SUMMARY OF THE INVENTION Briefly, these and other objects are achieved in accordance with our invention by a food container having side walls and a bottom. The container may be mounted On a base if desired. Electrical heating means are positioned beneath the bottom, and cooling means are positioned around the walls of the container. An electrically "ice operated refrigerating mechanism is mounted on the base, and connected to the cooling means. Electrical switches and thermostats are provided on the container in order to selectively energize either the electrical heating means, or to selectively energize the refrigerating mechanism through thermostats having the desired temperature settings. Thus, the container may be maintained at a cold temperature, but may be quickly thawed or warmed by operation of the switches.

BRIEF DESCRIPTION OF THE DRAWING The subject matter which we regard as our invention is particularly pointed out and distinctly claimed in the claims. The structure and operation of our invention, together with further objects and advantages, may be better understood from the following description given in connection with the accompanying drawing, in which:

FIG. 1 shows an exterior perspective view of our improved food container;

FIG. 2 shows a perspective view of the heating means, the cooling means, and the refrigerating mechanism for the container shown in FIG. 1;

FIG. 3 shows an electrical circuit illustrating one arrangement of the electrical circuit for heating and cooling the container of FIG. 1; and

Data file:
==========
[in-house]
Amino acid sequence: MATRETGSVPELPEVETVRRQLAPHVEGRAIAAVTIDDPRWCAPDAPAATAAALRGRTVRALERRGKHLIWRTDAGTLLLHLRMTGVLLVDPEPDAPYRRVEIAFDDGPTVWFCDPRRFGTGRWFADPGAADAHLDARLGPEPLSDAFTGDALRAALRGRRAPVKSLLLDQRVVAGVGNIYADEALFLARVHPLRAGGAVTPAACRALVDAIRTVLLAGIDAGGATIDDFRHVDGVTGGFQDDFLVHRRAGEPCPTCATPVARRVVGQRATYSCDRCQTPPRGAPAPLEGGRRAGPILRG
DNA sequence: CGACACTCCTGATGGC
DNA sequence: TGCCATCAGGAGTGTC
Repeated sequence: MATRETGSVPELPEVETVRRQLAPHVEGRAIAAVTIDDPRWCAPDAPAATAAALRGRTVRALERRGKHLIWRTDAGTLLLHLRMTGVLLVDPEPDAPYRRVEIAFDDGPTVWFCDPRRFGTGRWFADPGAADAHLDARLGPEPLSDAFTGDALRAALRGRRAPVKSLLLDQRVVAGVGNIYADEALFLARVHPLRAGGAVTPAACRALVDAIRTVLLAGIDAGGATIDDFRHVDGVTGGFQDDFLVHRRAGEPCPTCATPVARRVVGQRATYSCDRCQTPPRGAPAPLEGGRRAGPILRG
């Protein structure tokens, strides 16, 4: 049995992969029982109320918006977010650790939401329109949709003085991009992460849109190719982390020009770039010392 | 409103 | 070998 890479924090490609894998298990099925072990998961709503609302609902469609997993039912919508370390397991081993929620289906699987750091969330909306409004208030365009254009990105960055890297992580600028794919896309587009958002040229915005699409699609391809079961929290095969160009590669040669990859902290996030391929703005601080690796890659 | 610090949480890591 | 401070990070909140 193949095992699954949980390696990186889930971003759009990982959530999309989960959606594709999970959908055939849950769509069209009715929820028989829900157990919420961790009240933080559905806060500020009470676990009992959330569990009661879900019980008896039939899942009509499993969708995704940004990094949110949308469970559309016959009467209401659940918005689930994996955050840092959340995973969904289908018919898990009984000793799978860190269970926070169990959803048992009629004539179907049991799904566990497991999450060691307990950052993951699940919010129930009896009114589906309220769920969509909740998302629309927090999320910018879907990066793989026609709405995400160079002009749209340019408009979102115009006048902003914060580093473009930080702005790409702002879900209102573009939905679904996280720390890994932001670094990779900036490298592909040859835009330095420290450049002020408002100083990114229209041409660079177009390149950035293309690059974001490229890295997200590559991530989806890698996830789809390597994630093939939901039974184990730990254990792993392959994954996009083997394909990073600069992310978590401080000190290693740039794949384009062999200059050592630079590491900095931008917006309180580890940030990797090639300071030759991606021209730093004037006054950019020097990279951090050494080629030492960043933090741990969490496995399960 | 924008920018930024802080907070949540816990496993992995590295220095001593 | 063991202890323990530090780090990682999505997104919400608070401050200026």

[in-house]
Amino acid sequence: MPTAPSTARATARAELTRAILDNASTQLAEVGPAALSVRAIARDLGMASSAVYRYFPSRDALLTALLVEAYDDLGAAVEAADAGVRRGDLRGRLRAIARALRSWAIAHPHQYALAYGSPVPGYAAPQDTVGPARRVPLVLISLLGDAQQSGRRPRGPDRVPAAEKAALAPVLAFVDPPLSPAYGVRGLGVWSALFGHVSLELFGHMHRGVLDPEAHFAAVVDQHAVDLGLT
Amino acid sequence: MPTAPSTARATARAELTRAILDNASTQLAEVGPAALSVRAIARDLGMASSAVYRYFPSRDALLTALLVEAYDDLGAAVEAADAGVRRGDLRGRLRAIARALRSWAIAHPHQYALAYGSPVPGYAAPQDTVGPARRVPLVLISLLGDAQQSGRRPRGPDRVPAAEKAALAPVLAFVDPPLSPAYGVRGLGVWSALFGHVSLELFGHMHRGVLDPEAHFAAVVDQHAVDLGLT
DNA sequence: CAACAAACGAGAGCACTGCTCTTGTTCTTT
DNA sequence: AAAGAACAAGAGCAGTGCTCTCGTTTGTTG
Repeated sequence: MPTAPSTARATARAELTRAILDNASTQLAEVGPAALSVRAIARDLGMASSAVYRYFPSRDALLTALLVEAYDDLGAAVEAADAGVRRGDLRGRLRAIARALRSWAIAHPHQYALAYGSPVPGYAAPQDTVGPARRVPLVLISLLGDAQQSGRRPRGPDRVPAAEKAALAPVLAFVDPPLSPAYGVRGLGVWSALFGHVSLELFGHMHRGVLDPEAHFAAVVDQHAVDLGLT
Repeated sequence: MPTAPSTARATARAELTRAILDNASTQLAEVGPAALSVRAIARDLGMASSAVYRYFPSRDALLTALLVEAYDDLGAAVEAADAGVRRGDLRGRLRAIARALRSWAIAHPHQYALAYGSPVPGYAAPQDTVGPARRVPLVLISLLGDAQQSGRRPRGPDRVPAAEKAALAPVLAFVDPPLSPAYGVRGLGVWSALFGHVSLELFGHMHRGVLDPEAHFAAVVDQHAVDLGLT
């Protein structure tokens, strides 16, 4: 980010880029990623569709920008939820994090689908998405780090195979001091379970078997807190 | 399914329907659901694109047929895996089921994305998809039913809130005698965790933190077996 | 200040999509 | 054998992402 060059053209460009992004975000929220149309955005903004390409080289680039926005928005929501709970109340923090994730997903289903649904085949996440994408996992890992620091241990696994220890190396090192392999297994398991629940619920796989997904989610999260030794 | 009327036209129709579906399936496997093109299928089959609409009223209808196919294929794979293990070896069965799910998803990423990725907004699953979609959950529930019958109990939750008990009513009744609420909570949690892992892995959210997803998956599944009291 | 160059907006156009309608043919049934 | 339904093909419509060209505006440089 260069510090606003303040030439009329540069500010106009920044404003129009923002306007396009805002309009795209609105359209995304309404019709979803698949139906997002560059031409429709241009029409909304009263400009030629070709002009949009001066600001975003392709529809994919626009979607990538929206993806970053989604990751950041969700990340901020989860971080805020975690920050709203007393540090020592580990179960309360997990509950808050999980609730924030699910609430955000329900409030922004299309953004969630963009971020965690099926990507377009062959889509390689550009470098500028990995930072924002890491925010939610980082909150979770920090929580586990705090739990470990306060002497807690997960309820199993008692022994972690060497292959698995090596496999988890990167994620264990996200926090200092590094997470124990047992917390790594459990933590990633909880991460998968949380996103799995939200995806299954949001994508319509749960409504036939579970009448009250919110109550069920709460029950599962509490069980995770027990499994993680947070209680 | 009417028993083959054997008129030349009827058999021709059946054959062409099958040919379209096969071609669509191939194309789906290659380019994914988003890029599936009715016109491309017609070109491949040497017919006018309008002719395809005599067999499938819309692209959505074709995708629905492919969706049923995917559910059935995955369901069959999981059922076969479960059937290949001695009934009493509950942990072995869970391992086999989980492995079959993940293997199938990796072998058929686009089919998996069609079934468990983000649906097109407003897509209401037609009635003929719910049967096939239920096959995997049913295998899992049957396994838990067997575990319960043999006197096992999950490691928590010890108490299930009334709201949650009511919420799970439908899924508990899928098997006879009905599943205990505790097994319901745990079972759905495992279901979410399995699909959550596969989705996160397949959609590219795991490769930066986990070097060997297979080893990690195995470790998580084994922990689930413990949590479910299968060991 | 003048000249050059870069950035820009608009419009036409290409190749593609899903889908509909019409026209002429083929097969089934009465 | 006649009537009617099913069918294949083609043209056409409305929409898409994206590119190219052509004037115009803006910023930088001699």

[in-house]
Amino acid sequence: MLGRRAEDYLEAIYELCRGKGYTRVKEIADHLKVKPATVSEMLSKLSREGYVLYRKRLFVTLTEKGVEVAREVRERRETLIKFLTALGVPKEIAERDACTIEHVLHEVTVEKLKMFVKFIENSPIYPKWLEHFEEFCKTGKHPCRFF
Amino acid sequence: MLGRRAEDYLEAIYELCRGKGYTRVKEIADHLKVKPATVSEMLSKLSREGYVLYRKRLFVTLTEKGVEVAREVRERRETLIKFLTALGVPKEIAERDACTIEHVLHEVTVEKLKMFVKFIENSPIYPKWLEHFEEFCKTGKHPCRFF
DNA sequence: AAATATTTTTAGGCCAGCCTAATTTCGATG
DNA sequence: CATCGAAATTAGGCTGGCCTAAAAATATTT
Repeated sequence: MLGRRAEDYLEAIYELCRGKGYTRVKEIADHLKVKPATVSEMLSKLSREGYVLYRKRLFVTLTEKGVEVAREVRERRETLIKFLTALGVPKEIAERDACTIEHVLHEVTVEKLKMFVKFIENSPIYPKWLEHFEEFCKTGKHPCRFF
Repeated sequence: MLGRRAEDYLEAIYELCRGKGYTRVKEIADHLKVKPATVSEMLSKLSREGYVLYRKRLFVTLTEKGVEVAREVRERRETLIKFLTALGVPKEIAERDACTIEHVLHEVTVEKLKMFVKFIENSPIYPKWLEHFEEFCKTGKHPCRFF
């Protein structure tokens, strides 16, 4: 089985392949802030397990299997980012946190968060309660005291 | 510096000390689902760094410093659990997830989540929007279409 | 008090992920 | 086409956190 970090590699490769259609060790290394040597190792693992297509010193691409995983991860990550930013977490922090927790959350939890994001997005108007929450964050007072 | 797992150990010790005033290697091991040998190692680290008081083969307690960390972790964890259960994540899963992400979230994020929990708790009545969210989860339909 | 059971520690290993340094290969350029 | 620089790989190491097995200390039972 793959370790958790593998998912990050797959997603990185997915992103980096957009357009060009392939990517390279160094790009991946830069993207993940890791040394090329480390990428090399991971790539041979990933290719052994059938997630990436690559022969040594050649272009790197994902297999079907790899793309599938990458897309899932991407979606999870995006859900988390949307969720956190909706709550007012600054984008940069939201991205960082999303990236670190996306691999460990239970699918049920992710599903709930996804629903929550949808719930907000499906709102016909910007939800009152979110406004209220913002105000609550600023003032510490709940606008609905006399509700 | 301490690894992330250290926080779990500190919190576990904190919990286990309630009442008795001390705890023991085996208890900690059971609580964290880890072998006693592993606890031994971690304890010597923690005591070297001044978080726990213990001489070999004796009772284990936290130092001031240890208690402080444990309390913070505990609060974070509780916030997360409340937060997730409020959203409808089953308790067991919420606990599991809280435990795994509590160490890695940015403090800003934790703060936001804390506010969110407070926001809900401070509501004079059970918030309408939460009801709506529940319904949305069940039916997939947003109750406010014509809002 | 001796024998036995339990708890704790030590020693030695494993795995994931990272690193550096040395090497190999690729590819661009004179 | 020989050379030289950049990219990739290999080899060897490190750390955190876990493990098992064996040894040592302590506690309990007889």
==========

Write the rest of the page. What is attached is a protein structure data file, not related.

FIG. 4 shows a graph illustrating the operation of a container constructed in accordance with our invention.

DESCRIPTION OF THE PREFERRED EMBODIMENT FIG. 1 shows a food cart 10 utilizing a preferred embodiment of a container 14 in accordance with our invention. The food cart 10 is shown as being mounted on wheels or rollers to permit the cart 10 to be moved around. However, it is to be understood that our improved food container may be utilized in various forms, and may be either stationary or movable. The cart 10 is generally rectangular in shape, and is provided with a base 12. The container 14 in accordance with our invention is mounted on the base 12. As shown in FIG. 1, the container 14 is generally rectangular in shape, but may have other con figurations if desired. With reference to FIG. 2, as well as FIG. 1, the container 14 is comprised of a rectangular bottom 15 having a selected size and shape, two rectangular sides 16, 17 and two rectangular ends 18, 19. The sides 16, 17 and the ends 18, 19 are mounted on and extend vertically upward from the bottom 15. The bottom 15, the sides 16, 17 and the ends 18, 19 are either fastened together or integral so that the container 14 is water tight. This construction may be provided in any suitable fashion, such as by welding. The container 14 is suitably mounted on the base 12 but is preferably spaced from the base 12 to permit heating means 20 to be placed under the bottom 15 and above the base 12.